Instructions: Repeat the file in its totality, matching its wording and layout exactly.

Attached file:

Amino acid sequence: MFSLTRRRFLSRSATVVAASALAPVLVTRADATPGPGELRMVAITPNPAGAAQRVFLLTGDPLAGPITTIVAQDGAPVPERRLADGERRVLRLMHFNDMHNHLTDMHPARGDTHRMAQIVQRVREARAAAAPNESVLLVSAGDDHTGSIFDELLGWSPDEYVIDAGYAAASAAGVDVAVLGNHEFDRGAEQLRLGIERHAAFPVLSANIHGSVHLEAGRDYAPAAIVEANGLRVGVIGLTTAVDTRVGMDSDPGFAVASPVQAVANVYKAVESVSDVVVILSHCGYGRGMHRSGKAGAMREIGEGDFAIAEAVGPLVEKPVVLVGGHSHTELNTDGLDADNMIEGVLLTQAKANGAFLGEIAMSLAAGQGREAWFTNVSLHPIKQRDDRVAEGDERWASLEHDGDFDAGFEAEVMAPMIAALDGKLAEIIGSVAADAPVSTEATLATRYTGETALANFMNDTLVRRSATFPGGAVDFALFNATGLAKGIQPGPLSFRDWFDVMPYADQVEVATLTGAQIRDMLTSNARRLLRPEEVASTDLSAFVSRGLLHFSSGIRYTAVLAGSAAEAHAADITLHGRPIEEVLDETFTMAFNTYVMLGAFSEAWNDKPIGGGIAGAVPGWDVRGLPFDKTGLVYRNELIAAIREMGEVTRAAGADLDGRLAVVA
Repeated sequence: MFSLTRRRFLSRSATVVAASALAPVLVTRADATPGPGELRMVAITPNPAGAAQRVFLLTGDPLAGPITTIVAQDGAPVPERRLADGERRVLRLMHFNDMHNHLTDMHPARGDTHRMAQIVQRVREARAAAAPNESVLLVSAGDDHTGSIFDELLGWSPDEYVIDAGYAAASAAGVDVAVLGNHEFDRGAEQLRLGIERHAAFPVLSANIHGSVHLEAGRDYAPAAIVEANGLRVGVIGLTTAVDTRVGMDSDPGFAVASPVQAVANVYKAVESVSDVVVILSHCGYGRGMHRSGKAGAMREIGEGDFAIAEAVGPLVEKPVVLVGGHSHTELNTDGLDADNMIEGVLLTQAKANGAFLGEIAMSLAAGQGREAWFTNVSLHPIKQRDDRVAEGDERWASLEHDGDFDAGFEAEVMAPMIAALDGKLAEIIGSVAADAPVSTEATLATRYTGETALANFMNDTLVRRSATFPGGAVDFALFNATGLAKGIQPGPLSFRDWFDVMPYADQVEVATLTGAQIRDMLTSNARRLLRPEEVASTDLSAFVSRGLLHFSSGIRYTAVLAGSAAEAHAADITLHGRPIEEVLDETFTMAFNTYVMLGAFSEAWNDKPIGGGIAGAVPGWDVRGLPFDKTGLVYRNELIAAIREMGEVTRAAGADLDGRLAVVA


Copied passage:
Amino acid sequence: MFSLTRRRFLSRSATVVAASALAPVLVTRADATPGPGELRMVAITPNPAGAAQRVFLLTGDPLAGPITTIVAQDGAPVPERRLADGERRVLRLMHFNDMHNHLTDMHPARGDTHRMAQIVQRVREARAAAAPNESVLLVSAGDDHTGSIFDELLGWSPDEYVIDAGYAAASAAGVDVAVLGNHEFDRGAEQLRLGIERHAAFPVLSANIHGSVHLEAGRDYAPAAIVEANGLRVGVIGLTTAVDTRVGMDSDPGFAVASPVQAVANVYKAVESVSDVVVILSHCGYGRGMHRSGKAGAMREIGEGDFAIAEAVGPLVEKPVVLVGGHSHTELNTDGLDADNMIEGVLLTQAKANGAFLGEIAMSLAAGQGREAWFTNVSLHPIKQRDDRVAEGDERWASLEHDGDFDAGFEAEVMAPMIAALDGKLAEIIGSVAADAPVSTEATLATRYTGETALANFMNDTLVRRSATFPGGAVDFALFNATGLAKGIQPGPLSFRDWFDVMPYADQVEVATLTGAQIRDMLTSNARRLLRPEEVASTDLSAFVSRGLLHFSSGIRYTAVLAGSAAEAHAADITLHGRPIEEVLDETFTMAFNTYVMLGAFSEAWNDKPIGGGIAGAVPGWDVRGLPFDKTGLVYRNELIAAIREMGEVTRAAGADLDGRLAVVA
Repeated sequence: MFSLTRRRFLSRSATVVAASALAPVLVTRADATPGPGELRMVAITPNPAGAAQRVFLLTGDPLAGPITTIVAQDGAPVPERRLADGERRVLRLMHFNDMHNHLTDMHPARGDTHRMAQIVQRVREARAAAAPNESVLLVSAGDDHTGSIFDELLGWSPDEYVIDAGYAAASAAGVDVAVLGNHEFDRGAEQLRLGIERHAAFPVLSANIHGSVHLEAGRDYAPAAIVEANGLRVGVIGLTTAVDTRVGMDSDPGFAVASPVQAVANVYKAVESVSDVVVILSHCGYGRGMHRSGKAGAMREIGEGDFAIAEAVGPLVEKPVVLVGGHSHTELNTDGLDADNMIEGVLLTQAKANGAFLGEIAMSLAAGQGREAWFTNVSLHPIKQRDDRVAEGDERWASLEHDGDFDAGFEAEVMAPMIAALDGKLAEIIGSVAADAPVSTEATLATRYTGETALANFMNDTLVRRSATFPGGAVDFALFNATGLAKGIQPGPLSFRDWFDVMPYADQVEVATLTGAQIRDMLTSNARRLLRPEEVASTDLSAFVSRGLLHFSSGIRYTAVLAGSAAEAHAADITLHGRPIEEVLDETFTMAFNTYVMLGAFSEAWNDKPIGGGIAGAVPGWDVRGLPFDKTGLVYRNELIAAIREMGEVTRAAGADLDGRLAVVA